• Germany: ZEW Economic Sentiment Index (OCT)
  • US: JOLTS Job Openings (AUG)
  • US: 10-Year Note Auction
  • US: 3-Year Note Auction


  • Japan: Machinery Orders (AUG)
  • China: Trade Balance (SEP)
  • Germany: Inflation Rate Final (SEP)
  • UK: Trade Balance (AUG)
  • UK: Industrial Production (AUG)
  • UK: Manufacturing Production (AUG)
  • EU: Industrial Production (AUG)
  • US: CPI (SEP)
  • US: 30-Year Bond Auction
  • US: FOMC Minutes


  • Australia: Westpac Consumer Confidence Index (OCT)
  • Australia: Employment Change (SEP)
  • China: Inflation Rate (SEP)
  • China: PPI (SEP)
  • Japan: Industrial Production Final (AUG)
  • US: PPI (SEP)
  • Crude Inventories


  • New Zealand: Business NZ PMI (SEP)
  • Australia: Consumer Inflation Expectations (OCT)
  • EU: Trade Balance (AUG)
  • Canada: Housing Starts (SEP)
  • Canada: PPI (SEP)
  • US: Retail Sales (SEP)
  • US: NY Empire State Manufacturing Index (OCT)
  • US: Business Inventories (AUG)
  • US: Michigan Consumer Confidence Prel (OCT)

Chart of the Week: Weekly USD/JPY

Source: Tradingview, Stone X

USD/JPY has retraced 100% of its move from the highs at the beginning of the coronavirus, back to 112.20.  After reaching this high in February 2020, USD/JPY violently traded lower to 101.18 before bouncing back to 111.71.  From there, the pair grinded lower and formed a descending wedge as price approached 102.60.  USD/JPY then broke higher out of the wedge during the week of January 25th , 2021 and hasn’t looked back.  The target for the breakout of a descending wedge is a 100% retracement, which was reached on Friday. Price halted at the horizontal resistance.  Also in the area is the 61.8% Fibonacci retracement level from the highs of January 2017 to the recent January lows, near 111.97.  This is the “make or break area”.  If price moves higher this week, the next horizontal resistance isn’t until 114.74 and then 115.50.  If USD/JPY fails to move higher, horizontal support is near 110.45. The next support is the bottom, upward sloping trendline of a shorter-term channel near 109.10, just ahead of the 50 Day Moving Average at 108.74.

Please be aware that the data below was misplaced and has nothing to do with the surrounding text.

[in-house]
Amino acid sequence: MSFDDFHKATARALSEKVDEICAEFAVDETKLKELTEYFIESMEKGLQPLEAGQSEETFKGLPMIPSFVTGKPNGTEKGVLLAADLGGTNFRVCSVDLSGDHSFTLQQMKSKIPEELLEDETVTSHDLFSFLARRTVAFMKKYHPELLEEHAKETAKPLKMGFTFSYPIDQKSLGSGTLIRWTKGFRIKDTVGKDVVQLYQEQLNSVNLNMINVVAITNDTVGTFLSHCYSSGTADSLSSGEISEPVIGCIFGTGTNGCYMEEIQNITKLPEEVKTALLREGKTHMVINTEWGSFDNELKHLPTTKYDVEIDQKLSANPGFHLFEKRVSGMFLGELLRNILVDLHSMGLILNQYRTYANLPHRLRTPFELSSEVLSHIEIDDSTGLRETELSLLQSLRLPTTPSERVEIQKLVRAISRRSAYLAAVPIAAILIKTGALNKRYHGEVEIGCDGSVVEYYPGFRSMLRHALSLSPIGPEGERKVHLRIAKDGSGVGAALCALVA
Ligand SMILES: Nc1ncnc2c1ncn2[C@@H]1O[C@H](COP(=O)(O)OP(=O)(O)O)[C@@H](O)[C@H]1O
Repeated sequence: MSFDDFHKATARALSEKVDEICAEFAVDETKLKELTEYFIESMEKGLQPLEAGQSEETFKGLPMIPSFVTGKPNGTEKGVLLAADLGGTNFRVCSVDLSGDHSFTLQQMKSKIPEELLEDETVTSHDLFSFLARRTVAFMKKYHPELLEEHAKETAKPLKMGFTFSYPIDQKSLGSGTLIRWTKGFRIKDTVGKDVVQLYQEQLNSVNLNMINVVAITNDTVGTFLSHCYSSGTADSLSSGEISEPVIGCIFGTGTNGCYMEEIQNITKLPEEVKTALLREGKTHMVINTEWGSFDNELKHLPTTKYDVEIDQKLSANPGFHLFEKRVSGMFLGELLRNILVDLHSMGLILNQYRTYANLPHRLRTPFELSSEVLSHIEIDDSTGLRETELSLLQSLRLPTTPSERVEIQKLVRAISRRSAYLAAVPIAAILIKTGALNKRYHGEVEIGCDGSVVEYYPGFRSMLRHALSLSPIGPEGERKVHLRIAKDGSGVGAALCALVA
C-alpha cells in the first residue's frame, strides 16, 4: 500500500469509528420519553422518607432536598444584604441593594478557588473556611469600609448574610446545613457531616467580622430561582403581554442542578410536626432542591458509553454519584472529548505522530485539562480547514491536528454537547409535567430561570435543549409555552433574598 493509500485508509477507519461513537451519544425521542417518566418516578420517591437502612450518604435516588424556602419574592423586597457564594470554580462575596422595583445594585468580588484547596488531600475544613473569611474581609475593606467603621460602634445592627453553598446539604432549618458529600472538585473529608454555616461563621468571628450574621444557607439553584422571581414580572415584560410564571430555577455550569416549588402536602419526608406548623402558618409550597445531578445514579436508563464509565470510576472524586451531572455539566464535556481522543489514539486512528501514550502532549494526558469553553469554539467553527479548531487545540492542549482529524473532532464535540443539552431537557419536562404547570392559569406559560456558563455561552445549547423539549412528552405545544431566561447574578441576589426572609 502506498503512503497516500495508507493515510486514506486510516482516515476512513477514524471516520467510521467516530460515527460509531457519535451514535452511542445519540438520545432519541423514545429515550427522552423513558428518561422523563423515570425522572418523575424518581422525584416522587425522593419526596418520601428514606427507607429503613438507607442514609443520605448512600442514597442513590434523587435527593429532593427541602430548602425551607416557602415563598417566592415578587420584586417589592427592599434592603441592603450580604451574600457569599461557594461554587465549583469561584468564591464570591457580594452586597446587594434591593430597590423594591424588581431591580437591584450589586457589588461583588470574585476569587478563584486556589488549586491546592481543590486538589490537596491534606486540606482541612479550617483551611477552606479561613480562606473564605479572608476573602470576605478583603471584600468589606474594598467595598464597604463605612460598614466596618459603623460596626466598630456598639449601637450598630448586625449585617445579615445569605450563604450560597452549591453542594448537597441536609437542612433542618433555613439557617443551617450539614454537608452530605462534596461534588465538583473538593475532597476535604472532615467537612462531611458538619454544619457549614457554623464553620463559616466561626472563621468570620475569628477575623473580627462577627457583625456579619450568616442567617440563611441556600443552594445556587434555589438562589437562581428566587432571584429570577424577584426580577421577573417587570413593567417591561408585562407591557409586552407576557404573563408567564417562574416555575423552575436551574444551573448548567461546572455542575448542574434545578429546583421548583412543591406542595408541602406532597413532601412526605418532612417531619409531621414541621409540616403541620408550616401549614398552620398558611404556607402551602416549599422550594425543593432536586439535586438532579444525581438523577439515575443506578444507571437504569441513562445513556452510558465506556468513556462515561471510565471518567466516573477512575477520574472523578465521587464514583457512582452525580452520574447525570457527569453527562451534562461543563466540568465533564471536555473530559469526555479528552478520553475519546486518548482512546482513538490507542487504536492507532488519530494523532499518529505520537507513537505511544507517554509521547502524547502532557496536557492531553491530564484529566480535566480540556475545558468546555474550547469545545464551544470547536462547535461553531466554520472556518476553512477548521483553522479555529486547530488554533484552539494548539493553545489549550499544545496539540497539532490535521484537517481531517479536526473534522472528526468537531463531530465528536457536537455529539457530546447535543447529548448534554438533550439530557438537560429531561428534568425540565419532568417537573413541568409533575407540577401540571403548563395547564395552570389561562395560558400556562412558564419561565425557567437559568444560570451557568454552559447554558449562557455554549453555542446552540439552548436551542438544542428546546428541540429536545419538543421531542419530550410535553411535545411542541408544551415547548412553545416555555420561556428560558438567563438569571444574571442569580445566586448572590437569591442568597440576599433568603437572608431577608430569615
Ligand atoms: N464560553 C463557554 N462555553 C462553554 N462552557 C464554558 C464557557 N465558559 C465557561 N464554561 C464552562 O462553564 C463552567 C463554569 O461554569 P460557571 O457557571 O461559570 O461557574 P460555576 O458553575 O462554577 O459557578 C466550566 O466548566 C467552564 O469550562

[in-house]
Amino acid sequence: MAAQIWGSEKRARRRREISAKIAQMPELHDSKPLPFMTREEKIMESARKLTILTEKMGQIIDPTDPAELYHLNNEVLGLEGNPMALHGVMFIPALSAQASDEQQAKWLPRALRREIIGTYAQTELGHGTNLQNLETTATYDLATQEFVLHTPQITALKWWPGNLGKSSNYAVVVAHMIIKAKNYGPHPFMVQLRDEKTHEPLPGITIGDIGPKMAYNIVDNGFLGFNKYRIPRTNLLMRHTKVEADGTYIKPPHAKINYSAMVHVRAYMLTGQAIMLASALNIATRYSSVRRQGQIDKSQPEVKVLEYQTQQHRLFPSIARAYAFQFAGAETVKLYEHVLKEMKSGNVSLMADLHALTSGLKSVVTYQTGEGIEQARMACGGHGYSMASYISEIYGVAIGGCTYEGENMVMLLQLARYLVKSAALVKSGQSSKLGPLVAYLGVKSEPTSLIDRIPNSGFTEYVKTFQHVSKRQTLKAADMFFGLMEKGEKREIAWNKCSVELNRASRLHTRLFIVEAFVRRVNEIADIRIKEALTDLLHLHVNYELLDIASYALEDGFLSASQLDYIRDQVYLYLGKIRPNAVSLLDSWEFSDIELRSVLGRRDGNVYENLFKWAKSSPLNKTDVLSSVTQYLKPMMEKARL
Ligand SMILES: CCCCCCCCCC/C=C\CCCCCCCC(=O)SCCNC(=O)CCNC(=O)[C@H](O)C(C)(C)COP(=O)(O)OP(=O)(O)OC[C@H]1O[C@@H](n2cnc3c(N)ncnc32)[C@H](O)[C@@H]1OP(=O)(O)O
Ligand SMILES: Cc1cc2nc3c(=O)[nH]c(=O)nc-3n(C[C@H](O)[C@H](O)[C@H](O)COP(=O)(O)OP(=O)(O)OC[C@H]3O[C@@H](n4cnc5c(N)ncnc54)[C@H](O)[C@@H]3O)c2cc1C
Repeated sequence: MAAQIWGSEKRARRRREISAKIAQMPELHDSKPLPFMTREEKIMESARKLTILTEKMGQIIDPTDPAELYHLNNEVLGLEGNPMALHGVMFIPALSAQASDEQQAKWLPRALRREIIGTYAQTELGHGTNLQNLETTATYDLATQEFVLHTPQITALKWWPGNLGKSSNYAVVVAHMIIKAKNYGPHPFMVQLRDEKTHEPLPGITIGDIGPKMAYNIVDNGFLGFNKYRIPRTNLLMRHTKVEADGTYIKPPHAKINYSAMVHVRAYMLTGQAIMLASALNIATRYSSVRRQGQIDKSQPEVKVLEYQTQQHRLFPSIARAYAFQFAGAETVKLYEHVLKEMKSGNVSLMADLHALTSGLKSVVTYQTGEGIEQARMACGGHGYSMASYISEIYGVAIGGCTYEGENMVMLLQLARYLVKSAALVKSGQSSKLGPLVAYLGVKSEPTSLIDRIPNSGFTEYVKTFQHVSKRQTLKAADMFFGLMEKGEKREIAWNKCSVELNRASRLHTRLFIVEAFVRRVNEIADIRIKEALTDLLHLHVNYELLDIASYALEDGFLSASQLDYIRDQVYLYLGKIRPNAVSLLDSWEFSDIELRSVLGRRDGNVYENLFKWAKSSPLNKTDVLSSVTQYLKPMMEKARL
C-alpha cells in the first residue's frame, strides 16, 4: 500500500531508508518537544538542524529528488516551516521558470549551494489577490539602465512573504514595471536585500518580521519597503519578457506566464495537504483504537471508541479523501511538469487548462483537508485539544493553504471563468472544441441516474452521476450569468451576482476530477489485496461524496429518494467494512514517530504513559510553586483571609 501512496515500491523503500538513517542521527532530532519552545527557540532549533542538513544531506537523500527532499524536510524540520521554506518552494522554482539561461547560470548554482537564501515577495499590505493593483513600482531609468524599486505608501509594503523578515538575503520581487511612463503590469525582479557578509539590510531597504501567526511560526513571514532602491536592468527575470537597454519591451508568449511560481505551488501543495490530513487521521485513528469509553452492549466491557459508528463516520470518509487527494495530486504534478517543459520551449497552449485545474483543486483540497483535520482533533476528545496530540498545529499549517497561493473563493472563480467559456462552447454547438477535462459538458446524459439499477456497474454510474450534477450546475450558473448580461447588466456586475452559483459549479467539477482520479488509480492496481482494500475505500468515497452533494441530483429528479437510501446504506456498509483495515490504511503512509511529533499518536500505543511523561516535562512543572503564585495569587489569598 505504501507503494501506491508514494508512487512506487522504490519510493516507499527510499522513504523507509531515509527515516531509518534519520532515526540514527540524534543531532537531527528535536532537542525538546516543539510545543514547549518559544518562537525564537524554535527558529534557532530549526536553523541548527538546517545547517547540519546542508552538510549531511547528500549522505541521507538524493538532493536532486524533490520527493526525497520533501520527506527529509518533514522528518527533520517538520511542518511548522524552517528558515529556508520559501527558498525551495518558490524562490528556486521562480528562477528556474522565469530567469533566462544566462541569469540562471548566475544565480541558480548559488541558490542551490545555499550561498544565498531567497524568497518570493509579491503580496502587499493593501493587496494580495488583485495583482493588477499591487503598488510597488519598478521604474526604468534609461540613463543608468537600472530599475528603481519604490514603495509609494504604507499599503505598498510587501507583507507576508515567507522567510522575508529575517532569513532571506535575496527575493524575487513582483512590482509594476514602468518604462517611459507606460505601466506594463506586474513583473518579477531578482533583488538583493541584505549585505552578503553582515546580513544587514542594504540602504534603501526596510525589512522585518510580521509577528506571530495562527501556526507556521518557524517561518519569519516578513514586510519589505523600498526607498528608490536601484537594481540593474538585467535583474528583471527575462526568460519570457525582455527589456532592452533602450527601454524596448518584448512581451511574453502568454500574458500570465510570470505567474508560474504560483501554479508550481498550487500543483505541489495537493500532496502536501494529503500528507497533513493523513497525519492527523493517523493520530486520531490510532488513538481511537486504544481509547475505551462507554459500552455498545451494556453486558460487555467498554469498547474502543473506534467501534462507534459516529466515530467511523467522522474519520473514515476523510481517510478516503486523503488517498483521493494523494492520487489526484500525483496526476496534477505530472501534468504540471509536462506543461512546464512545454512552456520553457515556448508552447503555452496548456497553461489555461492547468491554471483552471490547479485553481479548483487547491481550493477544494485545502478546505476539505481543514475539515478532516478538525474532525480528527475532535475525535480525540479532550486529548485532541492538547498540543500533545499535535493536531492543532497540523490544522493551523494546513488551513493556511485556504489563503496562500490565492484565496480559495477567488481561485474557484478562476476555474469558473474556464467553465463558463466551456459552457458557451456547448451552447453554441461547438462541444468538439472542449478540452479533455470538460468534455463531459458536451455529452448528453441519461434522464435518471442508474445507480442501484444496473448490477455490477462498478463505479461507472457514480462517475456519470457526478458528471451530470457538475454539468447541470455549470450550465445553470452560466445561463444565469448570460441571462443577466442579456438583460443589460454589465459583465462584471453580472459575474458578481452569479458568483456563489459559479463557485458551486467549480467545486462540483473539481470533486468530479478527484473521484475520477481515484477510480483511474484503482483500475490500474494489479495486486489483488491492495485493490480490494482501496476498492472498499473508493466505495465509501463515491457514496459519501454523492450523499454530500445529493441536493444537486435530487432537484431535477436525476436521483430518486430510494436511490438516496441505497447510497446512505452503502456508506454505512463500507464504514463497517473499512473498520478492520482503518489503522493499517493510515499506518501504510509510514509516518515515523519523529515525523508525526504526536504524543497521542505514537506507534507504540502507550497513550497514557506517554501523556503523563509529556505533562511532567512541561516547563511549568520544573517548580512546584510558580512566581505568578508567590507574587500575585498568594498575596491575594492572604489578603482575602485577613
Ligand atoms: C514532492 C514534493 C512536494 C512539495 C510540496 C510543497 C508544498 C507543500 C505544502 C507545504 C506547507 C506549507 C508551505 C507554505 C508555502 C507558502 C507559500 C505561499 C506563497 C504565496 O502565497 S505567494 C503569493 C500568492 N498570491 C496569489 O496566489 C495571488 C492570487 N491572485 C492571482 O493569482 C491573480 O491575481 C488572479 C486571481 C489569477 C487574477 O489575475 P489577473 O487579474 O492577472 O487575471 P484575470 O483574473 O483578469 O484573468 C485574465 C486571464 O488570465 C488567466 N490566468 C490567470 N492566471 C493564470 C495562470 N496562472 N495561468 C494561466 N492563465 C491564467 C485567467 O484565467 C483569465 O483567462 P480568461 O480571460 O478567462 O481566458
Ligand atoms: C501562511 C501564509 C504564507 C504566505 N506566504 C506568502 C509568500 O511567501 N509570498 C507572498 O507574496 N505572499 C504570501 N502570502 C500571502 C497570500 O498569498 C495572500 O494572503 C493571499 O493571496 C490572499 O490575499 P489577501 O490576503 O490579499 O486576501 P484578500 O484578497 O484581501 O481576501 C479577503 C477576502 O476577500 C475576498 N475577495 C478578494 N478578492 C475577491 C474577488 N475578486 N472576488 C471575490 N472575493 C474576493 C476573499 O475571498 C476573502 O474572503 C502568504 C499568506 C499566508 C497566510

Looking at the economic data and the upcoming events, this seems like it could be a slow week. However, with earnings season just beginning, relations between China and US beginning to heat up again, and doubt remaining whether the Fed will taper on November 3rd, the recent volatility may continue.

Have a great weekend!